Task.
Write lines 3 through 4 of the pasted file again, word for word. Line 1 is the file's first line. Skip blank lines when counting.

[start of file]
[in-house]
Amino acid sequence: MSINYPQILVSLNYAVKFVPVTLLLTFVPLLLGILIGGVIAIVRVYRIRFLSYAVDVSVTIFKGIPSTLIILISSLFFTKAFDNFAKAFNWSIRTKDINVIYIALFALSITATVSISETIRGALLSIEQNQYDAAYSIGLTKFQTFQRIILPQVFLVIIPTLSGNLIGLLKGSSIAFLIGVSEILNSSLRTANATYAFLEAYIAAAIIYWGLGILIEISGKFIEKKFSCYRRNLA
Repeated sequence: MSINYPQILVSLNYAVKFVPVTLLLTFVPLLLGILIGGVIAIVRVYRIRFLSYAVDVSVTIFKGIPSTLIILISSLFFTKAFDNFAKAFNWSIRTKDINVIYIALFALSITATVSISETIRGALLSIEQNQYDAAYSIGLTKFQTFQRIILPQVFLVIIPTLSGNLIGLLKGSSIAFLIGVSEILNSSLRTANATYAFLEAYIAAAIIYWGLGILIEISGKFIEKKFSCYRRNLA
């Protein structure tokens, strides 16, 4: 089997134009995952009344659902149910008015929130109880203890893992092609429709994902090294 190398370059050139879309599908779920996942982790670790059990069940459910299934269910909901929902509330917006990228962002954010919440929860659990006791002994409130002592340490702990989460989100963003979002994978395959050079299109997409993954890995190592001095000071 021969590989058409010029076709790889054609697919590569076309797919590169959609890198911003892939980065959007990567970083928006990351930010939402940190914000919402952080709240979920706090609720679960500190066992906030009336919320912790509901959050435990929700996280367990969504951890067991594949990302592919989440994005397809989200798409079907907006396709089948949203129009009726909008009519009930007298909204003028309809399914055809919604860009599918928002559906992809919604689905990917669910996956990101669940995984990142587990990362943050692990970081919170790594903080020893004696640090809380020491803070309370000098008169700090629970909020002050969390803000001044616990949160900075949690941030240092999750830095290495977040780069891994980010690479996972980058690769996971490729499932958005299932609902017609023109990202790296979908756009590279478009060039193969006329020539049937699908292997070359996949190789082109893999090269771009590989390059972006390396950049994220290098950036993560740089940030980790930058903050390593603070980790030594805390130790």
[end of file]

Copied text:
Repeated sequence: MSINYPQILVSLNYAVKFVPVTLLLTFVPLLLGILIGGVIAIVRVYRIRFLSYAVDVSVTIFKGIPSTLIILISSLFFTKAFDNFAKAFNWSIRTKDINVIYIALFALSITATVSISETIRGALLSIEQNQYDAAYSIGLTKFQTFQRIILPQVFLVIIPTLSGNLIGLLKGSSIAFLIGVSEILNSSLRTANATYAFLEAYIAAAIIYWGLGILIEISGKFIEKKFSCYRRNLA
């Protein structure tokens, strides 16, 4: 089997134009995952009344659902149910008015929130109880203890893992092609429709994902090294 190398370059050139879309599908779920996942982790670790059990069940459910299934269910909901929902509330917006990228962002954010919440929860659990006791002994409130002592340490702990989460989100963003979002994978395959050079299109997409993954890995190592001095000071 021969590989058409010029076709790889054609697919590569076309797919590169959609890198911003892939980065959007990567970083928006990351930010939402940190914000919402952080709240979920706090609720679960500190066992906030009336919320912790509901959050435990929700996280367990969504951890067991594949990302592919989440994005397809989200798409079907907006396709089948949203129009009726909008009519009930007298909204003028309809399914055809919604860009599918928002559906992809919604689905990917669910996956990101669940995984990142587990990362943050692990970081919170790594903080020893004696640090809380020491803070309370000098008169700090629970909020002050969390803000001044616990949160900075949690941030240092999750830095290495977040780069891994980010690479996972980058690769996971490729499932958005299932609902017609023109990202790296979908756009590279478009060039193969006329020539049937699908292997070359996949190789082109893999090269771009590989390059972006390396950049994220290098950036993560740089940030980790930058903050390593603070980790030594805390130790």